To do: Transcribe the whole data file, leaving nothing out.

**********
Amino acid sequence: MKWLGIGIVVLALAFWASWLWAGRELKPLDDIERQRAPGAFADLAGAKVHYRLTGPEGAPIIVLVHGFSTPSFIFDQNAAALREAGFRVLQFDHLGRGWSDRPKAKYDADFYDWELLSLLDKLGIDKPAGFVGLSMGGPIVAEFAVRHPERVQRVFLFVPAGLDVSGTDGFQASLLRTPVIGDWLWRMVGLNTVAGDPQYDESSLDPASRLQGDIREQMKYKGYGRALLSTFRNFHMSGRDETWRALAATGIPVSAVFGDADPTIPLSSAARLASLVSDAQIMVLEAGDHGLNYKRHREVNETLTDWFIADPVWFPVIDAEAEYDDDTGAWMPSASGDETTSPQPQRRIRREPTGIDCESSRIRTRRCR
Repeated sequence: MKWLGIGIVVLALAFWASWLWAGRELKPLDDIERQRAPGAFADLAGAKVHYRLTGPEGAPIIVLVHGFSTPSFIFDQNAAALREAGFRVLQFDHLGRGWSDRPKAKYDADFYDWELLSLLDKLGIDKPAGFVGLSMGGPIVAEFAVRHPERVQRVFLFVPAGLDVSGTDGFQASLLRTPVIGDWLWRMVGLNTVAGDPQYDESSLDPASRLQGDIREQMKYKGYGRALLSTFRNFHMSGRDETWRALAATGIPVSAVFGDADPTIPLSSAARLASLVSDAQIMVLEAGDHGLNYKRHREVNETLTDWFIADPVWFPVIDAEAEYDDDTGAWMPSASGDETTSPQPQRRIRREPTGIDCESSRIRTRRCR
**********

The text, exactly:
Amino acid sequence: MKWLGIGIVVLALAFWASWLWAGRELKPLDDIERQRAPGAFADLAGAKVHYRLTGPEGAPIIVLVHGFSTPSFIFDQNAAALREAGFRVLQFDHLGRGWSDRPKAKYDADFYDWELLSLLDKLGIDKPAGFVGLSMGGPIVAEFAVRHPERVQRVFLFVPAGLDVSGTDGFQASLLRTPVIGDWLWRMVGLNTVAGDPQYDESSLDPASRLQGDIREQMKYKGYGRALLSTFRNFHMSGRDETWRALAATGIPVSAVFGDADPTIPLSSAARLASLVSDAQIMVLEAGDHGLNYKRHREVNETLTDWFIADPVWFPVIDAEAEYDDDTGAWMPSASGDETTSPQPQRRIRREPTGIDCESSRIRTRRCR
Repeated sequence: MKWLGIGIVVLALAFWASWLWAGRELKPLDDIERQRAPGAFADLAGAKVHYRLTGPEGAPIIVLVHGFSTPSFIFDQNAAALREAGFRVLQFDHLGRGWSDRPKAKYDADFYDWELLSLLDKLGIDKPAGFVGLSMGGPIVAEFAVRHPERVQRVFLFVPAGLDVSGTDGFQASLLRTPVIGDWLWRMVGLNTVAGDPQYDESSLDPASRLQGDIREQMKYKGYGRALLSTFRNFHMSGRDETWRALAATGIPVSAVFGDADPTIPLSSAARLASLVSDAQIMVLEAGDHGLNYKRHREVNETLTDWFIADPVWFPVIDAEAEYDDDTGAWMPSASGDETTSPQPQRRIRREPTGIDCESSRIRTRRCR